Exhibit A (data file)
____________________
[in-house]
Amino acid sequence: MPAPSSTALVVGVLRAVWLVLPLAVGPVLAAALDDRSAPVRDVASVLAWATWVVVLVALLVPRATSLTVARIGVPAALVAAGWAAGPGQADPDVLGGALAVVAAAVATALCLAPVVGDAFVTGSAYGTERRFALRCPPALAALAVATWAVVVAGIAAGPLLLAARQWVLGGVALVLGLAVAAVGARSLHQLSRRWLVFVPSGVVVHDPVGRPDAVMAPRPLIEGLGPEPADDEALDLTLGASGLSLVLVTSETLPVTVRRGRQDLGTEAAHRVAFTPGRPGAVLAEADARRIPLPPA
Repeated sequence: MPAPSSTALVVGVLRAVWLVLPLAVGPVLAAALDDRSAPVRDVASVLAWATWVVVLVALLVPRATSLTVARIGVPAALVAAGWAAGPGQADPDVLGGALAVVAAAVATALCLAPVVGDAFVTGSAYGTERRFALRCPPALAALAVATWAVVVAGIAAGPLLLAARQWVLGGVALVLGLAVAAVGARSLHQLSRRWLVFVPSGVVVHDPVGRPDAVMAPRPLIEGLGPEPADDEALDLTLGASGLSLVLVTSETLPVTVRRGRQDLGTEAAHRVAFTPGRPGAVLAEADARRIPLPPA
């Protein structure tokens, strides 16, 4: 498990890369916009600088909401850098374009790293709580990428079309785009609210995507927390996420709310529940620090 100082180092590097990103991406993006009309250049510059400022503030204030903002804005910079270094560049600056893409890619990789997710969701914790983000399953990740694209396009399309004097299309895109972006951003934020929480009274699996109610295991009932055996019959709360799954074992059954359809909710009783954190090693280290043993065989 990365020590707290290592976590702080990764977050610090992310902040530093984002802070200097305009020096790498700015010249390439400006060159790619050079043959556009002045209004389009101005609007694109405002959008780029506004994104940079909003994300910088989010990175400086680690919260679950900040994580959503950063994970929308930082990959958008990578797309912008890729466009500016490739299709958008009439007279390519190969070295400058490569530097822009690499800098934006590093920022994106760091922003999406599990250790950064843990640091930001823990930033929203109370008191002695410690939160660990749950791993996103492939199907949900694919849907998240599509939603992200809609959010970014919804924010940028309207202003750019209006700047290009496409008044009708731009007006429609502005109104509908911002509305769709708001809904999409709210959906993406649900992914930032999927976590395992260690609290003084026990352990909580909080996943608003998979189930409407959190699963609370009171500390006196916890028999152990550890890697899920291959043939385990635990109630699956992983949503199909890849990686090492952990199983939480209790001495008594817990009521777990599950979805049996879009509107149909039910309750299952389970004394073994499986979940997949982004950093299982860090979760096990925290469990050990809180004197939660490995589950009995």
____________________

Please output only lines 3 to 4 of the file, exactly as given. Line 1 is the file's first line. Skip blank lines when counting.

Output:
Repeated sequence: MPAPSSTALVVGVLRAVWLVLPLAVGPVLAAALDDRSAPVRDVASVLAWATWVVVLVALLVPRATSLTVARIGVPAALVAAGWAAGPGQADPDVLGGALAVVAAAVATALCLAPVVGDAFVTGSAYGTERRFALRCPPALAALAVATWAVVVAGIAAGPLLLAARQWVLGGVALVLGLAVAAVGARSLHQLSRRWLVFVPSGVVVHDPVGRPDAVMAPRPLIEGLGPEPADDEALDLTLGASGLSLVLVTSETLPVTVRRGRQDLGTEAAHRVAFTPGRPGAVLAEADARRIPLPPA
């Protein structure tokens, strides 16, 4: 498990890369916009600088909401850098374009790293709580990428079309785009609210995507927390996420709310529940620090 100082180092590097990103991406993006009309250049510059400022503030204030903002804005910079270094560049600056893409890619990789997710969701914790983000399953990740694209396009399309004097299309895109972006951003934020929480009274699996109610295991009932055996019959709360799954074992059954359809909710009783954190090693280290043993065989 990365020590707290290592976590702080990764977050610090992310902040530093984002802070200097305009020096790498700015010249390439400006060159790619050079043959556009002045209004389009101005609007694109405002959008780029506004994104940079909003994300910088989010990175400086680690919260679950900040994580959503950063994970929308930082990959958008990578797309912008890729466009500016490739299709958008009439007279390519190969070295400058490569530097822009690499800098934006590093920022994106760091922003999406599990250790950064843990640091930001823990930033929203109370008191002695410690939160660990749950791993996103492939199907949900694919849907998240599509939603992200809609959010970014919804924010940028309207202003750019209006700047290009496409008044009708731009007006429609502005109104509908911002509305769709708001809904999409709210959906993406649900992914930032999927976590395992260690609290003084026990352990909580909080996943608003998979189930409407959190699963609370009171500390006196916890028999152990550890890697899920291959043939385990635990109630699956992983949503199909890849990686090492952990199983939480209790001495008594817990009521777990599950979805049996879009509107149909039910309750299952389970004394073994499986979940997949982004950093299982860090979760096990925290469990050990809180004197939660490995589950009995």